How to practice gratitude

"Piglet noticed that even though he had a Very Small Heart, it could hold a rather large amount of gratitude" A.A. Milne

When you have a chronic illness and particularity when you’re in the midst of a very bad episode or flare, it’s difficult to feel grateful for anything. We get overwhelmed by everything we have to cope with and forget to express gratitude, yet if you think about it we all have something to be grateful for.

I think that possibly the longer you have an illness, the more likely you are to be able to find things to be grateful for. When you first get a diagnosis you often feel overwhelmed with just coping and don’t have much time to think about anything else.

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Expressing gratitude is an important skill to develop, even more so if you battle a chronic illness as it promotes feelings of well-being and happiness.

A study showed that people with a family history of heart disease who also had a positive outlook were one-third less likely to have a heart attack or other cardiovascular event within five to 25 years than those with a more negative outlook. So by practicing gratitude and reminding yourself of everything you have to be grateful for you are actually helping your health.

People think that gratitude is looking on the bright side or ignoring all the other things we go through, but it’s more than that. There is an element of positive thinking involved, gratitude thoughts also help to shift your focus away from the any bad things you have going on and remind you of the good things in your life.

There’s pretty much not one of us that can’t find something to be grateful for, from the big things such as the house we live in, family/friends/partners/pets to smaller things such as enjoying a lovely cup of coffee or getting the perfect parking spot. Start simply, when you’re in bed be grateful for the soft bed you’re lying on. Has your water supply or electricity supply ever been turned off or failed? It suddenly reminds you of how vital something that we take for granted is, so be grateful you have these things.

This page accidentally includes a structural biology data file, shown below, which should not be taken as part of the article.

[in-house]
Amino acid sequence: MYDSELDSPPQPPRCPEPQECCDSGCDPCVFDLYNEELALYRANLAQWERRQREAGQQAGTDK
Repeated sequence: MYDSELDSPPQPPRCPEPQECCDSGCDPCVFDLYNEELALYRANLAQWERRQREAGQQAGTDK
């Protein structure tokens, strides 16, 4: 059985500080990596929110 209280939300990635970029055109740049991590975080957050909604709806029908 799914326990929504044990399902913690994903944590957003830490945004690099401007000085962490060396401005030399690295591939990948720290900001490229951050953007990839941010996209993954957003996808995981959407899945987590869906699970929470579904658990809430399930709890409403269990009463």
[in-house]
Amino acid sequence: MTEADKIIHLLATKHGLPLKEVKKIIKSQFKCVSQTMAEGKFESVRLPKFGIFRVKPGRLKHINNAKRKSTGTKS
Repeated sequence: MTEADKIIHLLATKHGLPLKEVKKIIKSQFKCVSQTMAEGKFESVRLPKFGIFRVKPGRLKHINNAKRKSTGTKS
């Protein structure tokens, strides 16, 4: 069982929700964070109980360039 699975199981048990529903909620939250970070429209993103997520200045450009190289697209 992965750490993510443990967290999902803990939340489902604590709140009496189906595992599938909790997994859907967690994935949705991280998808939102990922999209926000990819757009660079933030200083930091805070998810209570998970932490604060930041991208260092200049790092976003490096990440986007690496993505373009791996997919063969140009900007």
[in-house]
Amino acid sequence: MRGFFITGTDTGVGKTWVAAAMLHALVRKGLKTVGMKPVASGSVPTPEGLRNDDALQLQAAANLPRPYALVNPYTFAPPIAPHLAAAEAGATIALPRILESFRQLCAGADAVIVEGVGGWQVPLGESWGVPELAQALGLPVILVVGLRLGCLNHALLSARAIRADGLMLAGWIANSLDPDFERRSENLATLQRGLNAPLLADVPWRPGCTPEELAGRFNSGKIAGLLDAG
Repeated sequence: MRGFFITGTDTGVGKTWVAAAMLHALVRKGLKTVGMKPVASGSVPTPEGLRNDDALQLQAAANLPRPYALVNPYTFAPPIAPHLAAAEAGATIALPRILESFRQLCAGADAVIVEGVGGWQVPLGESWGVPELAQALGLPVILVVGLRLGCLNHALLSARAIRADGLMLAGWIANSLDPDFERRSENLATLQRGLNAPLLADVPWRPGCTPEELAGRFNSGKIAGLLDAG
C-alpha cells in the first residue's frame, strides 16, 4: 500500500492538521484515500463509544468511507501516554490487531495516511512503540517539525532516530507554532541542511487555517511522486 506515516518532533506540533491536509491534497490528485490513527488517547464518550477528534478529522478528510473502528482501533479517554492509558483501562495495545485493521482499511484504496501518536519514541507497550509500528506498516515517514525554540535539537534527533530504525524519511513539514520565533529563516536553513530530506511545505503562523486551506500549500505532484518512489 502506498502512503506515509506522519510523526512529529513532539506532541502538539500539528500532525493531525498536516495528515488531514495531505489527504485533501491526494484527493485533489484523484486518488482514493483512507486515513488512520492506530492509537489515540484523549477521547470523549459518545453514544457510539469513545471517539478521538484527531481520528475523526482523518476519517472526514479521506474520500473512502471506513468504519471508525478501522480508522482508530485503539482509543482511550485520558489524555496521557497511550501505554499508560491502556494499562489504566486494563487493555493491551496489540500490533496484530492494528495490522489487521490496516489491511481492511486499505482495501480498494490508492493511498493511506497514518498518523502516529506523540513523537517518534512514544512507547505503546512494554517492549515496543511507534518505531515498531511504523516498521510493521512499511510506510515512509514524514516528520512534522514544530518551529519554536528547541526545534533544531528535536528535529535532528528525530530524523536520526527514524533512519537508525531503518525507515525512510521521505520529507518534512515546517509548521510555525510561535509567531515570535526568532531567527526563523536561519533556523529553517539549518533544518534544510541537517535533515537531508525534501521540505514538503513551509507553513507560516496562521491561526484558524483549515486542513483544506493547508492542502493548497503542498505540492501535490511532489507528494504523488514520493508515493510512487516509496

A gratitude journal is a good idea – I call mine my Happy book and have mentioned it before. The idea is that you write down things you are grateful for, the suggestion is five things but honestly if you just wrote down one every week that’s fine. Writing things down then rereading them focuses your mind on how much you have to be grateful for, so even on days you feel very down you can remind yourself of what you have right now. Giving gratitude for anything, no matter how silly or small you think it may be, is powerful.

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The other thing people use is a gratitude jar. You write something you’re grateful for (as with the gratitude journal the suggestion is every day, but even if you add something weekly that’s still good). and pop the slip of paper into a jar. At the end of the year you reread all the slips to remind yourself of all the things you have to be grateful for. You could even make it a family gratitude jar and have the whole family join in. Even Oprah Winfrey put a gratitude jar on her list of favourite things!

If you don’t want to use a gratitude book or jar you can simply remind yourself of the things you are grateful for. I find the best time to do that is when I go to bed. Try thinking about good things before you fall asleep, rather than all the things you’re concerned about, which are likely to keep you awake.

Can you have too much gratitude? Apparently some people can! In one study it was found that counting blessings once a week boosted happiness, but doing so three times a week didn't. That suggests that for some people, three times a week was too much and too much gratitude can sort of backfire. So try it out and find what works best for you.

I found a few things that other people with chronic illness said they were grateful for:

  • “I am grateful that I managed to have a morning coffee at the cafe! Long time no see.”

  • “Today I’m grateful I was able to take my son to the library. We’ve had a lot of ‘at home’ days lately so it was really nice!”

  • “I’m thankful that I have my wife to care for me. Rough and painful day today, unable to do anything.”

  • “I got to my Doctors appointment and then sat in the park to sketch the scenery in the afternoon”.

  • “I am not homeless”.

  • “Escaping the house today, something I can’t always manage”.

  • “Daffodils out in the village and the sound of the birds singing at 7am this morning”.

  • “Feet up watching a documentary about Elizabeth 1 with a lovely cup of lemon ginger tea”.

Hop over to our facebook page and tell us what you’re grateful for.

Angie Davidson

The content on this blog should not be seen as a substitute for medical advice. If you have, or think you may have lupus, always seek advice from a qualified physician. Find out more in our Terms of Use.